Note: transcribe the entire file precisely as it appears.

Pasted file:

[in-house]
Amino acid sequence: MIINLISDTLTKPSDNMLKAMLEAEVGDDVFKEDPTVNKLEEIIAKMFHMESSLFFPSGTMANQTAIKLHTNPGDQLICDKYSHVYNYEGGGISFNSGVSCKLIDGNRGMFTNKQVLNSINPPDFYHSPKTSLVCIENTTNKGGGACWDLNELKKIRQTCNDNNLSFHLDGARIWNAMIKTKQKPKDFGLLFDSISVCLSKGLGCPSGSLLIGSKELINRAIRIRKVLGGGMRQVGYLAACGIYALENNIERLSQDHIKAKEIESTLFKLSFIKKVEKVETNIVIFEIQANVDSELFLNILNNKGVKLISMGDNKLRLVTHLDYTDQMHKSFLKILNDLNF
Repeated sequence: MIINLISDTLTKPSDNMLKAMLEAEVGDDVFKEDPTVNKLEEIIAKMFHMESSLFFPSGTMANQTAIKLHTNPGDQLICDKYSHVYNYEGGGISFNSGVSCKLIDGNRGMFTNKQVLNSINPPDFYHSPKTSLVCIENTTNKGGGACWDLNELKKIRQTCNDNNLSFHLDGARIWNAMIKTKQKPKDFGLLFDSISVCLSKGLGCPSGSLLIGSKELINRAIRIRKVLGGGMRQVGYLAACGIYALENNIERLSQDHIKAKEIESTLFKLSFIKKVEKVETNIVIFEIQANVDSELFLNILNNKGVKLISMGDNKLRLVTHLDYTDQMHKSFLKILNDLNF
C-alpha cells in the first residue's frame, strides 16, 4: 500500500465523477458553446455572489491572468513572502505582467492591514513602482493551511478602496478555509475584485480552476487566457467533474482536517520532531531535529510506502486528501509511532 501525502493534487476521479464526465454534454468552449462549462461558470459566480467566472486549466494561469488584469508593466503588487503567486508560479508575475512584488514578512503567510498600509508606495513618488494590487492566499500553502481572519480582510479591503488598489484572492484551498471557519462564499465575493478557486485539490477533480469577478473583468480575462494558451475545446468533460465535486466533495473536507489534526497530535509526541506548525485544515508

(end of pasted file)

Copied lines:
[in-house]
Amino acid sequence: MIINLISDTLTKPSDNMLKAMLEAEVGDDVFKEDPTVNKLEEIIAKMFHMESSLFFPSGTMANQTAIKLHTNPGDQLICDKYSHVYNYEGGGISFNSGVSCKLIDGNRGMFTNKQVLNSINPPDFYHSPKTSLVCIENTTNKGGGACWDLNELKKIRQTCNDNNLSFHLDGARIWNAMIKTKQKPKDFGLLFDSISVCLSKGLGCPSGSLLIGSKELINRAIRIRKVLGGGMRQVGYLAACGIYALENNIERLSQDHIKAKEIESTLFKLSFIKKVEKVETNIVIFEIQANVDSELFLNILNNKGVKLISMGDNKLRLVTHLDYTDQMHKSFLKILNDLNF
Repeated sequence: MIINLISDTLTKPSDNMLKAMLEAEVGDDVFKEDPTVNKLEEIIAKMFHMESSLFFPSGTMANQTAIKLHTNPGDQLICDKYSHVYNYEGGGISFNSGVSCKLIDGNRGMFTNKQVLNSINPPDFYHSPKTSLVCIENTTNKGGGACWDLNELKKIRQTCNDNNLSFHLDGARIWNAMIKTKQKPKDFGLLFDSISVCLSKGLGCPSGSLLIGSKELINRAIRIRKVLGGGMRQVGYLAACGIYALENNIERLSQDHIKAKEIESTLFKLSFIKKVEKVETNIVIFEIQANVDSELFLNILNNKGVKLISMGDNKLRLVTHLDYTDQMHKSFLKILNDLNF
C-alpha cells in the first residue's frame, strides 16, 4: 500500500465523477458553446455572489491572468513572502505582467492591514513602482493551511478602496478555509475584485480552476487566457467533474482536517520532531531535529510506502486528501509511532 501525502493534487476521479464526465454534454468552449462549462461558470459566480467566472486549466494561469488584469508593466503588487503567486508560479508575475512584488514578512503567510498600509508606495513618488494590487492566499500553502481572519480582510479591503488598489484572492484551498471557519462564499465575493478557486485539490477533480469577478473583468480575462494558451475545446468533460465535486466533495473536507489534526497530535509526541506548525485544515508